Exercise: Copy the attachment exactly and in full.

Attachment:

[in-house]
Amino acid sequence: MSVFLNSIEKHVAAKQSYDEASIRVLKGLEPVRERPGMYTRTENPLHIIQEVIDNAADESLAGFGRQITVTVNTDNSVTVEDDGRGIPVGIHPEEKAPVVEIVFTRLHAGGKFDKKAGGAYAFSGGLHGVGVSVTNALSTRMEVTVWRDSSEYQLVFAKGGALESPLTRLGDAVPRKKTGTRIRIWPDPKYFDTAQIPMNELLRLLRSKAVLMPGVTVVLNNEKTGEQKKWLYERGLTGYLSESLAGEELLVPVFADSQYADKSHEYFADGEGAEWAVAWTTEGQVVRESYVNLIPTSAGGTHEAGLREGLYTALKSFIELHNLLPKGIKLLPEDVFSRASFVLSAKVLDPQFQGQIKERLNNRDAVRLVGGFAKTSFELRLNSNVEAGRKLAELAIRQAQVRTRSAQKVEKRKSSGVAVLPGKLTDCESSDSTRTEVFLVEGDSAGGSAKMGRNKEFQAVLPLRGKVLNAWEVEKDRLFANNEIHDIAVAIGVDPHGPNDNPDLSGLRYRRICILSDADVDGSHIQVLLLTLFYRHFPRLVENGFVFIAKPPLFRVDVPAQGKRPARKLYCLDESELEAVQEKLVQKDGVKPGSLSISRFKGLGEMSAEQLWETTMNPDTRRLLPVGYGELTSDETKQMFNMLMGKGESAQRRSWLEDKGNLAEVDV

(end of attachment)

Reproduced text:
[in-house]
Amino acid sequence: MSVFLNSIEKHVAAKQSYDEASIRVLKGLEPVRERPGMYTRTENPLHIIQEVIDNAADESLAGFGRQITVTVNTDNSVTVEDDGRGIPVGIHPEEKAPVVEIVFTRLHAGGKFDKKAGGAYAFSGGLHGVGVSVTNALSTRMEVTVWRDSSEYQLVFAKGGALESPLTRLGDAVPRKKTGTRIRIWPDPKYFDTAQIPMNELLRLLRSKAVLMPGVTVVLNNEKTGEQKKWLYERGLTGYLSESLAGEELLVPVFADSQYADKSHEYFADGEGAEWAVAWTTEGQVVRESYVNLIPTSAGGTHEAGLREGLYTALKSFIELHNLLPKGIKLLPEDVFSRASFVLSAKVLDPQFQGQIKERLNNRDAVRLVGGFAKTSFELRLNSNVEAGRKLAELAIRQAQVRTRSAQKVEKRKSSGVAVLPGKLTDCESSDSTRTEVFLVEGDSAGGSAKMGRNKEFQAVLPLRGKVLNAWEVEKDRLFANNEIHDIAVAIGVDPHGPNDNPDLSGLRYRRICILSDADVDGSHIQVLLLTLFYRHFPRLVENGFVFIAKPPLFRVDVPAQGKRPARKLYCLDESELEAVQEKLVQKDGVKPGSLSISRFKGLGEMSAEQLWETTMNPDTRRLLPVGYGELTSDETKQMFNMLMGKGESAQRRSWLEDKGNLAEVDV